few occasions does a guitarist bring together all the things that were united
in Rory Gallagher.
There are better guitarists technically, there are those who shine more because
of their sensitivity, or for their rawness, or viscerality; there are those who
are so special that with just a few notes they are instantly recognizable, the
best furthermore put their talent at the service of their own compositions, and
the best of the best, the geniuses, gift us songs for the memory that change
our lives… Well, Rory Gallagher overwhelmingly fulfills each and every one of
these requisites and that makes him, in the humble opinion of the person who writes
these lines, into a giant in the history of the electric guitar.
Despite that, he is perhaps ‘the least of the Olympus gods’ in terms of being acknowledged as a treasure in popular culture. Almost all your friends who are perhaps a little outside ‘rock orbit’ will have heard speak of B.B. King or Jimi Hendrix at some point but not many would be able to respond to the question: who is Rory Gallagher?
But at Guitars Exchange we are not distant from rock orbit so we are going to speak about the gear of one of our favourite guitarists.
It might seem that this arrticle could be summed up in one sentence: the guitar of Rory Gallagher was a 1961 Fender Stratocaster. The end. But don’t you believe it, there are other guitars on the albums and the live performances of the Irish genius apart from that marvellous 1961 ‘inheritance of humanity’ in the colour of sunburst (or at least it seems to be that, given that the ‘natural relic' that was around from the 60s onwards was so worn that its colour can barely be discerned). It is this guitar, without doubt, that is the basis of the sound of Rory Gallagher from his beginnings until his death in 1995, and it was probably the first Fender Stratocaster that arrived on Irish soil. The strat is so linked to the image of our protagonist that it is as if we were talking about a magnet, and the stories and legends around it are innumerable. It was always said that his 'heavy relic' came from an event at the end of the 60s in which it was robbed and left in the rain for days, but there are now some who doubt this version. It is also said that the instrument underwent a lot of modifications over the years, starting with its pickups, its neck, the bridge, and finishing in the mix of Sperzel and Gotoh headstocks. All these details are very well reproduced on the custom model with which Fender honoured the memory of this genius years after his death.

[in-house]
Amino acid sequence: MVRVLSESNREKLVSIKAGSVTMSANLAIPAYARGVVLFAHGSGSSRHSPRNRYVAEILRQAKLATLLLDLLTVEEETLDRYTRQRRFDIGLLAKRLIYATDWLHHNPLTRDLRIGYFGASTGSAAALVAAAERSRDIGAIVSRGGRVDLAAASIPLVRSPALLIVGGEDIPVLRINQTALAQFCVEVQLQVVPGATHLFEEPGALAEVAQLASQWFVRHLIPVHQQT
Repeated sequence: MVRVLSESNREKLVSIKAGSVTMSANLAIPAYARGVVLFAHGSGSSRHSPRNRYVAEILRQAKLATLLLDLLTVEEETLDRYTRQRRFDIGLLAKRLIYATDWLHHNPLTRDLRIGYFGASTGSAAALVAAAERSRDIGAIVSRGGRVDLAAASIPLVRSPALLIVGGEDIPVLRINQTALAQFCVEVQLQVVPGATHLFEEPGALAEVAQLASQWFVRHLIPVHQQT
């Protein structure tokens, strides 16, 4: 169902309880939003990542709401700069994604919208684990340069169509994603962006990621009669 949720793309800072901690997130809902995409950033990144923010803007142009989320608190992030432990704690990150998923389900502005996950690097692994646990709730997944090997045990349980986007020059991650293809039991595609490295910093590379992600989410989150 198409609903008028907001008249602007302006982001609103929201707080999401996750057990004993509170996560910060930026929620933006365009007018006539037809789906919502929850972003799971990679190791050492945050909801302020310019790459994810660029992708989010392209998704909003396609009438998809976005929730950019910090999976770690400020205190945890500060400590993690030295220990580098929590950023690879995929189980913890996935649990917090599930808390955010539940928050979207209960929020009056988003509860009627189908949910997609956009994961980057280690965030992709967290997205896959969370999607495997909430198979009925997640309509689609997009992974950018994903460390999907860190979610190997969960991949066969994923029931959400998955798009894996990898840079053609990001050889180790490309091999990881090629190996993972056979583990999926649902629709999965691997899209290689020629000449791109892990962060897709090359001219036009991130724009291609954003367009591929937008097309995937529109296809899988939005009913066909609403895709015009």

But as we said apart from this strat we have been able to see him with ‘other women’ in his arms at other legendary career performances. We cannot avoid mentioning his 1966 or 1967 white Fender Telecaster that he used in the Isle of Wight festival with Taste or the Gretsch Corvette with which we can see him burning the stages up at the end of the 80s with the incredible revision of his classic Bullfrog Blues. Further it is worth mentioning his 1932 National Triolian Resonator with which he was capable of leaving anyone open-mouthed with his more traditional pieces.
Besides these guitars it is worth talking a little about his amplifiers, as there is very good information on the internet about those: there was a Vox Ac30 in his beginnings that was substituted in the 70s by Fender combos like the Twin Amp and the Bassman, both from the 50s. And lastly we need to highlight the very well-known Ibanez Tubescreamer; he based a large part of his original sound on a Dallas Rangemaster pedal that he later substituted for a Hawk booster.
Here you have a good fistful of the things that the greatest and least recognised guitarist of all time used. Read and take a look at his gear but, above all, listen to his music if you have not yet had the opportunity, especially his live performances, because there was only one Rory Gallagher and you are never ever going to hear anyone similar...